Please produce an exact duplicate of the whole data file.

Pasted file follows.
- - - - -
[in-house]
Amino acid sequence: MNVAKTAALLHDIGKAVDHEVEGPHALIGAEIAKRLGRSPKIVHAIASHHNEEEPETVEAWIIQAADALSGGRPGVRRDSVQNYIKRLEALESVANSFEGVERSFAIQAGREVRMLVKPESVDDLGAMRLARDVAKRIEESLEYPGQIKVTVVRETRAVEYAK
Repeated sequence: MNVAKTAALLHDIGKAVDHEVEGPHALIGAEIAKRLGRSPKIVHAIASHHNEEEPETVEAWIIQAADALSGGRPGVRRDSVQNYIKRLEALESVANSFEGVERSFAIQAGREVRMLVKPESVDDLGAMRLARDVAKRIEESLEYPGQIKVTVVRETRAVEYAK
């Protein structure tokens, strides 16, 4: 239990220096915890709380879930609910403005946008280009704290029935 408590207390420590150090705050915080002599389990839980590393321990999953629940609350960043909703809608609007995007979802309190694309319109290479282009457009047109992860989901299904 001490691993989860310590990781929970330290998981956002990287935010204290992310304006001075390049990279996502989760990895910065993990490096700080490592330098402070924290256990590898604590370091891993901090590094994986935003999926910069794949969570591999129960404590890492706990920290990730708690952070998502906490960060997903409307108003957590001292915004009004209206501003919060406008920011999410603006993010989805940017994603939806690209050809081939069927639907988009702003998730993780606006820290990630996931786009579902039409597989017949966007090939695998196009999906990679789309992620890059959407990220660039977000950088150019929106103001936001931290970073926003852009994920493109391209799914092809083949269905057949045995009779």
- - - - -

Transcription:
[in-house]
Amino acid sequence: MNVAKTAALLHDIGKAVDHEVEGPHALIGAEIAKRLGRSPKIVHAIASHHNEEEPETVEAWIIQAADALSGGRPGVRRDSVQNYIKRLEALESVANSFEGVERSFAIQAGREVRMLVKPESVDDLGAMRLARDVAKRIEESLEYPGQIKVTVVRETRAVEYAK
Repeated sequence: MNVAKTAALLHDIGKAVDHEVEGPHALIGAEIAKRLGRSPKIVHAIASHHNEEEPETVEAWIIQAADALSGGRPGVRRDSVQNYIKRLEALESVANSFEGVERSFAIQAGREVRMLVKPESVDDLGAMRLARDVAKRIEESLEYPGQIKVTVVRETRAVEYAK
């Protein structure tokens, strides 16, 4: 239990220096915890709380879930609910403005946008280009704290029935 408590207390420590150090705050915080002599389990839980590393321990999953629940609350960043909703809608609007995007979802309190694309319109290479282009457009047109992860989901299904 001490691993989860310590990781929970330290998981956002990287935010204290992310304006001075390049990279996502989760990895910065993990490096700080490592330098402070924290256990590898604590370091891993901090590094994986935003999926910069794949969570591999129960404590890492706990920290990730708690952070998502906490960060997903409307108003957590001292915004009004209206501003919060406008920011999410603006993010989805940017994603939806690209050809081939069927639907988009702003998730993780606006820290990630996931786009579902039409597989017949966007090939695998196009999906990679789309992620890059959407990220660039977000950088150019929106103001936001931290970073926003852009994920493109391209799914092809083949269905057949045995009779």